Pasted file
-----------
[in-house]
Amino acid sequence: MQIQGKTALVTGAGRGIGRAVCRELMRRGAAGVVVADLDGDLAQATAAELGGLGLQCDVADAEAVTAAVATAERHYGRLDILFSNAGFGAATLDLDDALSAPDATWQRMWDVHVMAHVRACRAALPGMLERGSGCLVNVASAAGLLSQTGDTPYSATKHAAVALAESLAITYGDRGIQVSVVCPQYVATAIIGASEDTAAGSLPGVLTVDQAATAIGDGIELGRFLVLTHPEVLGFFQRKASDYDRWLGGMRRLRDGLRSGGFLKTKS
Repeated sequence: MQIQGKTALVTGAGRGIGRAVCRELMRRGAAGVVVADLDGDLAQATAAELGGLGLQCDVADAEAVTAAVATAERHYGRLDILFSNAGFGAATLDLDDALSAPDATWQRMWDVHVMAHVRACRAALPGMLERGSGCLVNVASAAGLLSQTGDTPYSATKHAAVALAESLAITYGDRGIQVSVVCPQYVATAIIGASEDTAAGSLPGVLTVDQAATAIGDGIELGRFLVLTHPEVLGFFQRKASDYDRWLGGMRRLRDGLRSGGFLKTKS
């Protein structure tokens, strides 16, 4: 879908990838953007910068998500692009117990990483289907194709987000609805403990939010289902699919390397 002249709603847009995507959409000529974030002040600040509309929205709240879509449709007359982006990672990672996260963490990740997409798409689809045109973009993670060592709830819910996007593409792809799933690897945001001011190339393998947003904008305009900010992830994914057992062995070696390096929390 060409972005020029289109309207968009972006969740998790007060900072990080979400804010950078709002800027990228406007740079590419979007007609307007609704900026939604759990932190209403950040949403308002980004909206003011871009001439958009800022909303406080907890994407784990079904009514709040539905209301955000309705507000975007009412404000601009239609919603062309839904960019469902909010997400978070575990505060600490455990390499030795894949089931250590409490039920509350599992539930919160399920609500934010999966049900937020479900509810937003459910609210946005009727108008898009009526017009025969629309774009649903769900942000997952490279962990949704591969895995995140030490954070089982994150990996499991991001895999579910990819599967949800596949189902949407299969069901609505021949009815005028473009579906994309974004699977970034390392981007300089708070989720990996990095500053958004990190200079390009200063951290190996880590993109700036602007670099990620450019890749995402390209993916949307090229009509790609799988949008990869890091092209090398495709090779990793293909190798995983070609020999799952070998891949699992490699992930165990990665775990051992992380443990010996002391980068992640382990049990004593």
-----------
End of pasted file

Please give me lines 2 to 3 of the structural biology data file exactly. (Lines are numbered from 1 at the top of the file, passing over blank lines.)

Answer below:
Amino acid sequence: MQIQGKTALVTGAGRGIGRAVCRELMRRGAAGVVVADLDGDLAQATAAELGGLGLQCDVADAEAVTAAVATAERHYGRLDILFSNAGFGAATLDLDDALSAPDATWQRMWDVHVMAHVRACRAALPGMLERGSGCLVNVASAAGLLSQTGDTPYSATKHAAVALAESLAITYGDRGIQVSVVCPQYVATAIIGASEDTAAGSLPGVLTVDQAATAIGDGIELGRFLVLTHPEVLGFFQRKASDYDRWLGGMRRLRDGLRSGGFLKTKS
Repeated sequence: MQIQGKTALVTGAGRGIGRAVCRELMRRGAAGVVVADLDGDLAQATAAELGGLGLQCDVADAEAVTAAVATAERHYGRLDILFSNAGFGAATLDLDDALSAPDATWQRMWDVHVMAHVRACRAALPGMLERGSGCLVNVASAAGLLSQTGDTPYSATKHAAVALAESLAITYGDRGIQVSVVCPQYVATAIIGASEDTAAGSLPGVLTVDQAATAIGDGIELGRFLVLTHPEVLGFFQRKASDYDRWLGGMRRLRDGLRSGGFLKTKS